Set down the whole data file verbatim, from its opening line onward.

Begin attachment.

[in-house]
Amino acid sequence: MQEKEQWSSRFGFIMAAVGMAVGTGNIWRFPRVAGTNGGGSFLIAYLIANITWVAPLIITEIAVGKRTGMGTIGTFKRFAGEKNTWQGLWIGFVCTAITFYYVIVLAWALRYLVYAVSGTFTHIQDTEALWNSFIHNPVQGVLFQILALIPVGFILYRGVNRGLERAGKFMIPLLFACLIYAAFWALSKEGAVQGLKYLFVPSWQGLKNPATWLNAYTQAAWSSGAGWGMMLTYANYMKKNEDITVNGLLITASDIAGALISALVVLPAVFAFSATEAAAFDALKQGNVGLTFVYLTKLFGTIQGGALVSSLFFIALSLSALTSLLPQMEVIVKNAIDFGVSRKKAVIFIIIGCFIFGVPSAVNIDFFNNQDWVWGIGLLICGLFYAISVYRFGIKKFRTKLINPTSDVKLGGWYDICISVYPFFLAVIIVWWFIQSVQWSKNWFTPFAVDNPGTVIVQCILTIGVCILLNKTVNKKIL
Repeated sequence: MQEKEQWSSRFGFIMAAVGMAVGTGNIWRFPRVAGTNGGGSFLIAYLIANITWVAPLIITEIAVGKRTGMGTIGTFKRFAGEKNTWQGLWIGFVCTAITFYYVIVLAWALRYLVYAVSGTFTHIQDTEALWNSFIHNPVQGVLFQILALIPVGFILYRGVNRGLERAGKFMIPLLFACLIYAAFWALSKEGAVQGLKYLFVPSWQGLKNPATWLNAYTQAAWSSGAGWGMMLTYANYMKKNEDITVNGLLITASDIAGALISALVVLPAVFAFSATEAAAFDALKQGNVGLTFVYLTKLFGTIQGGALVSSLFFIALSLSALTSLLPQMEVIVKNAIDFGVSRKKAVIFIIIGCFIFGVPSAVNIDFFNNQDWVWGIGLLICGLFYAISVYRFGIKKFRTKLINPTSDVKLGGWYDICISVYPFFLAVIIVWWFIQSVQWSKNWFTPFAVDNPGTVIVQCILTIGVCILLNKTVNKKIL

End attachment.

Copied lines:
[in-house]
Amino acid sequence: MQEKEQWSSRFGFIMAAVGMAVGTGNIWRFPRVAGTNGGGSFLIAYLIANITWVAPLIITEIAVGKRTGMGTIGTFKRFAGEKNTWQGLWIGFVCTAITFYYVIVLAWALRYLVYAVSGTFTHIQDTEALWNSFIHNPVQGVLFQILALIPVGFILYRGVNRGLERAGKFMIPLLFACLIYAAFWALSKEGAVQGLKYLFVPSWQGLKNPATWLNAYTQAAWSSGAGWGMMLTYANYMKKNEDITVNGLLITASDIAGALISALVVLPAVFAFSATEAAAFDALKQGNVGLTFVYLTKLFGTIQGGALVSSLFFIALSLSALTSLLPQMEVIVKNAIDFGVSRKKAVIFIIIGCFIFGVPSAVNIDFFNNQDWVWGIGLLICGLFYAISVYRFGIKKFRTKLINPTSDVKLGGWYDICISVYPFFLAVIIVWWFIQSVQWSKNWFTPFAVDNPGTVIVQCILTIGVCILLNKTVNKKIL
Repeated sequence: MQEKEQWSSRFGFIMAAVGMAVGTGNIWRFPRVAGTNGGGSFLIAYLIANITWVAPLIITEIAVGKRTGMGTIGTFKRFAGEKNTWQGLWIGFVCTAITFYYVIVLAWALRYLVYAVSGTFTHIQDTEALWNSFIHNPVQGVLFQILALIPVGFILYRGVNRGLERAGKFMIPLLFACLIYAAFWALSKEGAVQGLKYLFVPSWQGLKNPATWLNAYTQAAWSSGAGWGMMLTYANYMKKNEDITVNGLLITASDIAGALISALVVLPAVFAFSATEAAAFDALKQGNVGLTFVYLTKLFGTIQGGALVSSLFFIALSLSALTSLLPQMEVIVKNAIDFGVSRKKAVIFIIIGCFIFGVPSAVNIDFFNNQDWVWGIGLLICGLFYAISVYRFGIKKFRTKLINPTSDVKLGGWYDICISVYPFFLAVIIVWWFIQSVQWSKNWFTPFAVDNPGTVIVQCILTIGVCILLNKTVNKKIL